Deaf Anthropology

Michele Ilana Friedner, Annelies Maria Jozef Kusters

Research output: Contribution to journalArticlepeer-review

Abstract

Deaf anthropology is a field that exists in conversation with but is not reducible to the interdisciplinary field of deaf studies. Deaf anthropology is predicated upon a commitment to understanding deafnesses across time and space while holding on to “deaf” as a category that does something socially, politically, morally, and methodologically. In doing so, deaf anthropology moves beyond compartmentalizing the body, the senses, and disciplinary boundaries. We analyze the close relationship between anthropology writ large and deaf studies: Deaf studies scholars have found analytics and categories from anthropology, such as the concept of culture, to be productive in analyzing deaf peoples’ experiences and the sociocultural meanings of deafness. As we note, however, scholarship on deaf peoples’ experiences is increasingly variegated. This review is arranged into four overlapping sections titled Socialities and Similitudes; Mobilities, Spaces, and Networks; Modalities and the Sensorium; and Technologies and Futures.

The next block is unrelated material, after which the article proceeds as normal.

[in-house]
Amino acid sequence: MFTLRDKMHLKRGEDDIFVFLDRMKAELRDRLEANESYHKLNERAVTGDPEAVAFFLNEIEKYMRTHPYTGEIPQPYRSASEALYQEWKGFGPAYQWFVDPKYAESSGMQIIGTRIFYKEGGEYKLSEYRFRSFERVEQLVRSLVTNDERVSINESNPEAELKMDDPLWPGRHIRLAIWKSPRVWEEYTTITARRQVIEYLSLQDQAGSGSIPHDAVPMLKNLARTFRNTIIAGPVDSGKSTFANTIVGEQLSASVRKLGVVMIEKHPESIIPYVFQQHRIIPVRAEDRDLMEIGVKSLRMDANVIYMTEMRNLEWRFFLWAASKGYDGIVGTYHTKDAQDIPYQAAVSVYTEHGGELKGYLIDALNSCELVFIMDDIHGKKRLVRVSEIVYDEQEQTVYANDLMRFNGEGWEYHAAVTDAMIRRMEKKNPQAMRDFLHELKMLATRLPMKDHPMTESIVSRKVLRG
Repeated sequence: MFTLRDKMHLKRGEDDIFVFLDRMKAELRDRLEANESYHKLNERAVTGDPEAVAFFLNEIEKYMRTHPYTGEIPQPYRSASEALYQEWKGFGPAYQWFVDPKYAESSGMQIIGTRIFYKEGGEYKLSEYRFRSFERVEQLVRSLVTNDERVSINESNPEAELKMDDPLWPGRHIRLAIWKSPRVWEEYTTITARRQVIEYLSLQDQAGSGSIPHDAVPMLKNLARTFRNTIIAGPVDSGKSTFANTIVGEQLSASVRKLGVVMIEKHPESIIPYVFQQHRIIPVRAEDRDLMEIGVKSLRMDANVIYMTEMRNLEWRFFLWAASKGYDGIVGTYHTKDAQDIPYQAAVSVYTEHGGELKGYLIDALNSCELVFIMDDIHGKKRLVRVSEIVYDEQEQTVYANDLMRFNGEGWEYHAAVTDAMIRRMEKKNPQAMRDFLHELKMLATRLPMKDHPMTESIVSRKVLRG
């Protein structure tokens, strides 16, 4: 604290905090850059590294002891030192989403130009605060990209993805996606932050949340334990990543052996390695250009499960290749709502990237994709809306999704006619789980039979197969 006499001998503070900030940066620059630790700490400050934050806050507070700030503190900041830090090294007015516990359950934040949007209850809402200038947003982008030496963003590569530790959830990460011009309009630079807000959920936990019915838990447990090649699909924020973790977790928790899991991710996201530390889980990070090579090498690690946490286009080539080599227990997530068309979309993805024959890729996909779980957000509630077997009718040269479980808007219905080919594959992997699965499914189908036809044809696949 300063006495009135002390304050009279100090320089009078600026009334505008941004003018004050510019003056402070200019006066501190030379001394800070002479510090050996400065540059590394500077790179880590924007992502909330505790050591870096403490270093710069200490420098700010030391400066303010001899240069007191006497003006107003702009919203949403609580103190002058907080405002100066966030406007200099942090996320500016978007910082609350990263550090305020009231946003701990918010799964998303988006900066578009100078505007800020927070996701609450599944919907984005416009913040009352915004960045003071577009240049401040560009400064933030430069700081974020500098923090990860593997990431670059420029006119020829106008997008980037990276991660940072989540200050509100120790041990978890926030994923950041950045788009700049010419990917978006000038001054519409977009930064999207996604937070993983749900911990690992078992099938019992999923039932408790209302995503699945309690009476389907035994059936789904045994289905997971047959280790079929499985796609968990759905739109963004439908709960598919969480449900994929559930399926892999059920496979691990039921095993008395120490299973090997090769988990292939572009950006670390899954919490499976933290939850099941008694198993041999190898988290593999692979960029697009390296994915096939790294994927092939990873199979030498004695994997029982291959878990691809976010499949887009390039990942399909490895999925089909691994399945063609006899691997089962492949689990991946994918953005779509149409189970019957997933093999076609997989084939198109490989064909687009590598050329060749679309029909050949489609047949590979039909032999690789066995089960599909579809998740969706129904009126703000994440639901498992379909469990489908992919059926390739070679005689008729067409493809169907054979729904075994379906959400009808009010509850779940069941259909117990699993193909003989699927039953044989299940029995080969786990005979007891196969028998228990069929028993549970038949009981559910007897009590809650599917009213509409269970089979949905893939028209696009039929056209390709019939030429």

Original languageEnglish
Pages (from-to)31-47
Number of pages17
JournalAnnual Review of Anthropology
Volume49
Early online date21 Apr 2020
DOIs
Publication statusPublished - Oct 2020

Keywords

  • Deaf
  • deaf
  • mobility
  • modalities
  • sociality
  • space
  • technology

ASJC Scopus subject areas

  • Cultural Studies
  • Anthropology
  • Arts and Humanities (miscellaneous)

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